Retrofitting involves the addition of new features to older housing such as better insulation, double or triple glazed windows and blocking drafts.

“ ‘Under the Climate Change Act, we have to achieve at least an 80% reduction  in the carbon emissions from our homes by 2050. We need to be building homes now that are 2050 ready.”

— Philip Sellwood, Chief Executive, Energy Saving Trust

liverpool.jpg

Sample fact sheet

You can produce a fact sheet for yourself like the one below for Liverpool. Include some of the facts you may wish to use during a meeting with your MP, to highlight how much this issue affects your local area. If you would like a fact sheet similar for your local area, contact us.

Liverpool

Fuel Poverty Nationally

  • The number of households in fuel poverty in England in 2015 was estimated at 2.5 million (approx. 11 % of all English households. National Statistics UK.
  • The Government has announced plans to install solar panels on 800,000 low income households over the next 5 years.

Fuel Poverty in Liverpool

  • 14.4% of Liverpool households are in fuel poverty (29,484 households). Liverpool is ranked 20th out of 326 local authority areas in England (Community Action on Fuel Poverty).
  • In 2011/12, Liverpool recorded 170 excess winter deaths, ranking 10th out of the 326 local authority areas.

What can I ask my MP to do?

Nationally

  • You can ask your MP to support making energy efficiency an infrastructure priority. 
  • Ask your MP to write to the Chancellor, calling on him to make energy efficiency an infrastructure priority to achieve the Government’s fuel poverty and energy efficiency targets to get all homes up to at least EPC Band C.
  • You could ask your MP to question in Parliament the 90% drop in the installation of energy efficiency measures in the UK and ask what the Government is doing to close the £1 billion investment gap to ensure all homes reach EPC Band C.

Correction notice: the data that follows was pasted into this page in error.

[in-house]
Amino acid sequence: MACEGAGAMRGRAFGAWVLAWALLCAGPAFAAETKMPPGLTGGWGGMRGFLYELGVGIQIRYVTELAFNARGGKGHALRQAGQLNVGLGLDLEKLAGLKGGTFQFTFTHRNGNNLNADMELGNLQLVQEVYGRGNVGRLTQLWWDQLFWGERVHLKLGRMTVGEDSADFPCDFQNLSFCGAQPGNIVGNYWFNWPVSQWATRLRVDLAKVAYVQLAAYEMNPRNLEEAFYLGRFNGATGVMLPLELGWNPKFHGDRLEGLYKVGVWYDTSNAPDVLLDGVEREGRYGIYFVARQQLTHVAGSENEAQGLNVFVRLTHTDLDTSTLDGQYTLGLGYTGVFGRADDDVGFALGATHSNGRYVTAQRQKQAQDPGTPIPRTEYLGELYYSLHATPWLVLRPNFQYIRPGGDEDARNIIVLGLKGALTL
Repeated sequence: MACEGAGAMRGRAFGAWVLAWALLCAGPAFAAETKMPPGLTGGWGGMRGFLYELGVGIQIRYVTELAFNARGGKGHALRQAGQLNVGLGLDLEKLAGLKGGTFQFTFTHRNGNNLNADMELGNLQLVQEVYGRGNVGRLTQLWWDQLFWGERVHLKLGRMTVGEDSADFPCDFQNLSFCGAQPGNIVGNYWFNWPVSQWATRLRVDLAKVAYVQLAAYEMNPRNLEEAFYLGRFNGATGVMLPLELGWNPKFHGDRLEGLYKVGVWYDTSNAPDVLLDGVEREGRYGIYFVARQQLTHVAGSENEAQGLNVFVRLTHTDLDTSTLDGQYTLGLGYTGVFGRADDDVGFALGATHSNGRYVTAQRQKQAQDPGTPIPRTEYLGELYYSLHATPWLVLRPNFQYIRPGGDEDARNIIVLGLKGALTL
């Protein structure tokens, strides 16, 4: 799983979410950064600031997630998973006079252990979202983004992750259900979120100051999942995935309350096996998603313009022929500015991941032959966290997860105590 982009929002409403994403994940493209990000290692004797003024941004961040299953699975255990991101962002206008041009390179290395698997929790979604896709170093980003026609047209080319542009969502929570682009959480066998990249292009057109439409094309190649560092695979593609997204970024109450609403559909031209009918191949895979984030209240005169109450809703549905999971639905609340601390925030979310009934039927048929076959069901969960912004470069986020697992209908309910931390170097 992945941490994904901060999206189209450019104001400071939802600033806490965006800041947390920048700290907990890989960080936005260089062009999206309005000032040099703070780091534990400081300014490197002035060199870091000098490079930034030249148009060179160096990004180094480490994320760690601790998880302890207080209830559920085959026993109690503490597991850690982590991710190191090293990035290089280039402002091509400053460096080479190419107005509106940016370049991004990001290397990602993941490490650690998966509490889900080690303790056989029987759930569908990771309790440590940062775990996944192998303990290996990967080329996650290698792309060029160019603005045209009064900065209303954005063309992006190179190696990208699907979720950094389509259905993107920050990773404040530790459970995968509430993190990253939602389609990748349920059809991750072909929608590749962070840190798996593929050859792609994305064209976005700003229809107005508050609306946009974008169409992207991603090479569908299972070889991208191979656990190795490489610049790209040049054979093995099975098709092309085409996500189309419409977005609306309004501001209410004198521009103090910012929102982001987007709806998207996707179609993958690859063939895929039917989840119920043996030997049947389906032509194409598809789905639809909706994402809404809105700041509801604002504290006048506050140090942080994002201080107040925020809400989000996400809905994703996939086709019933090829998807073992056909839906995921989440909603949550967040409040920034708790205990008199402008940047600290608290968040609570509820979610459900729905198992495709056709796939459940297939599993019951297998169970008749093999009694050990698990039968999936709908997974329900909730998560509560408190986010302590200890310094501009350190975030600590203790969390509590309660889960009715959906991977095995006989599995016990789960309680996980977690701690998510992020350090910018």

• You can talk to your MP about the urgent need for an upgrade of building regulations to ensure that all new properties are energy band A or B. This will reduce the incidence of fuel poverty in the future and drastically reduce the 40% of UK carbon emissions that come from domestic buildings.
  • Ask your MP to write to the Secretary of State in the Department of Housing, asking for all new homes to be zero-carbon, and for a new regulation to ensure private rented homes are brought up to EPC Band C as soon as possible.
  • Thank your MP for the government's announcement around minimum energy efficiency standards for rented properties. You could ask your MP to write to the Secretary of State in the Department of Housing, asking for a new regulation to ensure private rented homes are brought up to EPC Band C as soon as possible.

Locally

  • You can ask your MP to show support for a new community energy project, or visit an existing project in your local area.
  • Your MP may be willing to work with and support your local council in retrofitting poor quality housing in your area.

If your MP has a particular interest in tackling fuel poverty, then also visit our Community Energy page; community energy can help tackle energy security and reduce energy bills. 

Date of Publication: 25.06.2018

Date of Modification: 6.07.2018